Complete Streets: The Basics and Benefits

Every city, town, borough, and village is an evolving ecosystem. 

As citizens, industries, and priorities change, a community’s infrastructure can become outdated or outgrow its usefulness. In historically underserved or marginalized communities, needs are greater and that infrastructure is completely missing in the first place. 

In both cases, communities must examine what is serving them and what should be reimagined. 

One of these reimaginings to better serve citizens is the implementation of Complete Streets policies. 

What is Complete Streets?

Complete Streets is a plan to transform how transportation, whether by foot, bike, car, or mass transit, can be accessed safely to the benefit of everyone in a community. 

Complete Streets advocates for the addition of infrastructure assets, like unobstructed sidewalks, well-marked bike lanes, and roundabout intersections, in an equitable, thoughtful way to increase safety and accessibility. 

Hover over each number for a description.

Who can benefit from implementing Complete Streets?

Because Complete Streets is a flexible framework rather than a ridgid protocol, all communities can get to work on their own version using the resources they have available – putting progress over perfection. 

Complete Streets will look different in urban, suburban, and rural communities.  For example, urban and rural communities will have different approaches to improving bicycle infrastructure. 

Smart Growth America shares that a busier urban community might take steps to ensure roads have paved shoulders and ample designated lanes when bikers have to merge with cars, buses, and other types of vehicles.Rural communities might choose to focus on creating multi-use roads by designing a “shared-use” trail parallel to the roadway. 

In both cases, the objective is to make taking alternative modes of transportation easier, which can have a domino effect on more positive health and environmental outcomes. This is especially true in historically neglected or marginalized communities who have been disproportionately affected by poor transportation design and are less likely to travel by car. 

What are ways communities can work towards Complete Streets?

Sidewalks

Bike Lanes

Curb Extensions

Roundabouts

Narrowing lanes

Alternative Modes of Transportation

Accessible Pedestrian Signals

Public Transportation Access 

Examples of Complete Streets Communities

Complete Streets initiatives began in 2000, and many communities have since created their own. You can check out the growth over the years here.

Photo credit: Howard County, MD News

Howard County, MD, knew that Complete Streets was a long-term goal for comprehensive improvement and planned accordingly. They began their Complete Streets policy in 2019 and finally started construction in August 2021. One intersection served as a focal point, and received upgrades in the form of a new traffic signal, 3,000 feet sidewalk, curbs, a bus pad, stormwater management, and pavement resurfacing.  

Newport, RIs Complete Streets policy was approved in 2019 and became a reality in October 2021. It increased safety for elderly and disabled residents, while also working to eliminate all fatalities related to traffic accidents. 

Photo credit: Newport Daily News

In November 2021, Evansville, IN, was approved to begin work on a Complete Streets policy as part of their Evansville Climate Action Plan. This was a collaborative effort between their residents to make sure that policy aligned with current priorities like making food more accessible and improving pedestrian safety.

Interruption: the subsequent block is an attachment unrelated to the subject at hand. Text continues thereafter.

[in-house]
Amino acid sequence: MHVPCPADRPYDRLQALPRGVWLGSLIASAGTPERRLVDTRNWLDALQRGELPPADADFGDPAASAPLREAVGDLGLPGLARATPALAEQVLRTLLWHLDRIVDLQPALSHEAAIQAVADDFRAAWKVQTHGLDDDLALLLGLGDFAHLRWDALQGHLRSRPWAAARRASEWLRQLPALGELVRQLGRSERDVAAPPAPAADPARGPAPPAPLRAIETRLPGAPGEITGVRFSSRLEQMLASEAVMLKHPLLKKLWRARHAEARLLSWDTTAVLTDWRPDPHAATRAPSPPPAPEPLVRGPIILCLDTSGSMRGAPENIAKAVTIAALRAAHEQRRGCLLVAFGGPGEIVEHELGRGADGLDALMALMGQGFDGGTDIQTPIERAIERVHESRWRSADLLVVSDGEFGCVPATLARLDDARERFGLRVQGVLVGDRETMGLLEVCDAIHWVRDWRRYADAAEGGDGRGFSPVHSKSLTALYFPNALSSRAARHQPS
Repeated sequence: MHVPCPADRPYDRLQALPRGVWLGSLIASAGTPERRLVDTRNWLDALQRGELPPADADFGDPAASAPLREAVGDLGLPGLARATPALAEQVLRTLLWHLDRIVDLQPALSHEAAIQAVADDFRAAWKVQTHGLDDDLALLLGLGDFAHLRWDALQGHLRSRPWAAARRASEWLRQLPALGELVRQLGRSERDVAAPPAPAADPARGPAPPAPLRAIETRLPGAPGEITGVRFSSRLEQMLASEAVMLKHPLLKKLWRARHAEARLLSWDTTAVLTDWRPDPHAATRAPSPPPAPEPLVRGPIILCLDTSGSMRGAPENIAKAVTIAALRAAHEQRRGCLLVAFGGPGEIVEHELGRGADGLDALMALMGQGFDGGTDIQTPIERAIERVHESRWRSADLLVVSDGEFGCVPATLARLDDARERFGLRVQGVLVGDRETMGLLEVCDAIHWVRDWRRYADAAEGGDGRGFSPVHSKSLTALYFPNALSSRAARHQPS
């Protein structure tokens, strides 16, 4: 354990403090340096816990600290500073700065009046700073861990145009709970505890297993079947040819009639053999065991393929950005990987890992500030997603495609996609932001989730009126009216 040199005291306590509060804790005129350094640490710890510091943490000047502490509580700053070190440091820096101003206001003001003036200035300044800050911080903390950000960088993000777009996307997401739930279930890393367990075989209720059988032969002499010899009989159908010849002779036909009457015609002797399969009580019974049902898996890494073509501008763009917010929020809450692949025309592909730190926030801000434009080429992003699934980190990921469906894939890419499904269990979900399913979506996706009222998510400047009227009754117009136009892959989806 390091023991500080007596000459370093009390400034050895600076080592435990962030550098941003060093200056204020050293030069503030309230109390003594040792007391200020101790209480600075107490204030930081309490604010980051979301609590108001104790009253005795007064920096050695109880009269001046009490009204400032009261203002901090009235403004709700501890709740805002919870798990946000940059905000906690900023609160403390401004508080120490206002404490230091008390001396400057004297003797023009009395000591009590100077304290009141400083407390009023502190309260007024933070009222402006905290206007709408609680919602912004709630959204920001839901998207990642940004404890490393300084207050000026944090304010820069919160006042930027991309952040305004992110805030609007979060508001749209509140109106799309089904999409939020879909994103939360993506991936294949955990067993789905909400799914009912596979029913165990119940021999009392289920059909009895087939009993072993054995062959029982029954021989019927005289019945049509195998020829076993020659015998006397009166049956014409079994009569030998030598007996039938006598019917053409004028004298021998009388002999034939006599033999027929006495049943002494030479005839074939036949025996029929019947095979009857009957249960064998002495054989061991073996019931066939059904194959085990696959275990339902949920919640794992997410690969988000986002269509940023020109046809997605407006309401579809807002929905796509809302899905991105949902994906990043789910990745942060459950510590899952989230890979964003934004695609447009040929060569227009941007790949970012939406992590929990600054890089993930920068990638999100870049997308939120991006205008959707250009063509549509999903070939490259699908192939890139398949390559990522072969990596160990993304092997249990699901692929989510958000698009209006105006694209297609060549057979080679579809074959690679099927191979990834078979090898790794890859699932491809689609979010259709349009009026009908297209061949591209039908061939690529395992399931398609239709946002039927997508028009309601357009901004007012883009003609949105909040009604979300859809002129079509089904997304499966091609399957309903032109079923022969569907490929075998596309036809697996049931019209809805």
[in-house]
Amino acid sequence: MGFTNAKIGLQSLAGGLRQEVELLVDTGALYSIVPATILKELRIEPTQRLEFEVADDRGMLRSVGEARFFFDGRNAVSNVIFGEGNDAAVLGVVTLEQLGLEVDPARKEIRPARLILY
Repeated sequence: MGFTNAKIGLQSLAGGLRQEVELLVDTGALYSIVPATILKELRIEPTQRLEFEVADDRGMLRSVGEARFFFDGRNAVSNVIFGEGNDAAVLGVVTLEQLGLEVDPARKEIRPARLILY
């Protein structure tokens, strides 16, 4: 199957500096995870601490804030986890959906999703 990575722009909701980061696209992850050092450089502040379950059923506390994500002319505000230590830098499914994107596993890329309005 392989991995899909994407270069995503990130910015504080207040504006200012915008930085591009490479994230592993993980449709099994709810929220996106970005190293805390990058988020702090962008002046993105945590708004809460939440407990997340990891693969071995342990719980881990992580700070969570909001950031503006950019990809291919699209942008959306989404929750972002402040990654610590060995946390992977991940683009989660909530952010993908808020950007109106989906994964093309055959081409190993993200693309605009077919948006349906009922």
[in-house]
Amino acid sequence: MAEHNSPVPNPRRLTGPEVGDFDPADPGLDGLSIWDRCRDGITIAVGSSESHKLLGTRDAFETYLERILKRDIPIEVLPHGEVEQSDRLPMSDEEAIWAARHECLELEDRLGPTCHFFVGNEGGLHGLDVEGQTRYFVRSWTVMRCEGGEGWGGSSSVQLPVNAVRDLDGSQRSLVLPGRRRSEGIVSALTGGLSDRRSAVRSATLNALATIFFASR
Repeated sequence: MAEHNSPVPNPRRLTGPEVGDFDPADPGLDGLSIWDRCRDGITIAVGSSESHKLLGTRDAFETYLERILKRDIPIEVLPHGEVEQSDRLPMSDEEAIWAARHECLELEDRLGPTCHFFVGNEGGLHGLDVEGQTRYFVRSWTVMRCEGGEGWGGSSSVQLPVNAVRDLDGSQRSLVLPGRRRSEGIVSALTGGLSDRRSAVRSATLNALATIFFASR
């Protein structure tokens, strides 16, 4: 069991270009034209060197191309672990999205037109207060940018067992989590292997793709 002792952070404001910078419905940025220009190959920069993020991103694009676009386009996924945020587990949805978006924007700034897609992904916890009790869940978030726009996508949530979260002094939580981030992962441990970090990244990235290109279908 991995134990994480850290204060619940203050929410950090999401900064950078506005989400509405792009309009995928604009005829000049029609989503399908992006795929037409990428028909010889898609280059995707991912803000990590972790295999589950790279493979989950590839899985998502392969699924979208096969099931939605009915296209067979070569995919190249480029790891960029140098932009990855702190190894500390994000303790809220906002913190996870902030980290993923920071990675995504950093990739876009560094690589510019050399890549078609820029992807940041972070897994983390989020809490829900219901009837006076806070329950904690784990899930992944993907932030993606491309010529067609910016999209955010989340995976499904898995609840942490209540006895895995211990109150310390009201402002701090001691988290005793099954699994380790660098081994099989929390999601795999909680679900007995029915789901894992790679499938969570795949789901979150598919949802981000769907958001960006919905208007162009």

The City of Pittsburgh, PA’s recent Complete Streets project through their Department of Mobility and Infrastructure worked to understand the state of the city’s current transportation infrastructure and the citizens’ major points of concern.

Resources and Funding for Complete Streets Success

Smart Growth America created the Complete Streets concept, and you can visit these valuable resources:

Similarly, the US DOT has a whole section dedicated to Complete Streets that can help interested communities. 

From a funding perspective, the Infrastructure Bill was approved last November. Money began flowing into projects in January 2022, with opportunities for Complete Street initiatives including:

  • Competitive Grant programs
    • $12 billion to prioritize safety
    • $6 billion Safe Streets and Roads for All grants
  • Multimodal grant programs
    • $30 billion over five years for RAISE Grants
    • $1.25 billion over five years TIFIA grants 
  • Active Transportation Infrastructure Investment Program – $1 billion
  • Strengthening Mobility and Revolutionizing Transportation – $ 1 billion

How to Get Started

The first step towards implementing a Complete Streets policy is mapping what you already have, noting what condition it’s in, and stepping back to see the big picture. 

GIS-based mapping technology like RoadBotics AgileMapper is an ideal tool for understanding the condition and location of community assets. 

AgileMapper app interface

Collecting visual data is an easy task requiring just a smartphone, and uploading your data takes just a few clicks before it appears tagged and mapped on the platform.

Once you have your community assets inventoried, you can begin to make data-driven decisions about where and what improvements you should move forward with now and in the future.

Your AgileMapper maps can be continually updated with new images, tags, and information, making them a great tool for monitoring and proving progress.  

RoadBotics is ready to support your journey to more complete streets.

Download our guide to conducting an Asset Inventory so you can start tracking current and future complete streets initiatives, or click to schedule a demo below. 

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